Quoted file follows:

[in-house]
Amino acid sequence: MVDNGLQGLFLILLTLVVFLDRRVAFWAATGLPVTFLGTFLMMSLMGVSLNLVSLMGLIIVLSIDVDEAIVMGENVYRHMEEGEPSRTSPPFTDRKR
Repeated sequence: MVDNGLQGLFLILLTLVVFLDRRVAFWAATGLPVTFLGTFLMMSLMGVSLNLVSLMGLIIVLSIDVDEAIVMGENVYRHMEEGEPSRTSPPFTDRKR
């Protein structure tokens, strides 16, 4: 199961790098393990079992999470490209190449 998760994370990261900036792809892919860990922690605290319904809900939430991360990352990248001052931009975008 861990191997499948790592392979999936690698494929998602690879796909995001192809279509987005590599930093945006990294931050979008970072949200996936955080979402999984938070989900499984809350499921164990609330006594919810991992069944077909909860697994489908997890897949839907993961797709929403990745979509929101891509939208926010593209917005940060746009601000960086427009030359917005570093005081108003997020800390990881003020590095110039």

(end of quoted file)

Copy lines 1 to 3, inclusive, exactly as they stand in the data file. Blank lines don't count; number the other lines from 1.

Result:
[in-house]
Amino acid sequence: MVDNGLQGLFLILLTLVVFLDRRVAFWAATGLPVTFLGTFLMMSLMGVSLNLVSLMGLIIVLSIDVDEAIVMGENVYRHMEEGEPSRTSPPFTDRKR
Repeated sequence: MVDNGLQGLFLILLTLVVFLDRRVAFWAATGLPVTFLGTFLMMSLMGVSLNLVSLMGLIIVLSIDVDEAIVMGENVYRHMEEGEPSRTSPPFTDRKR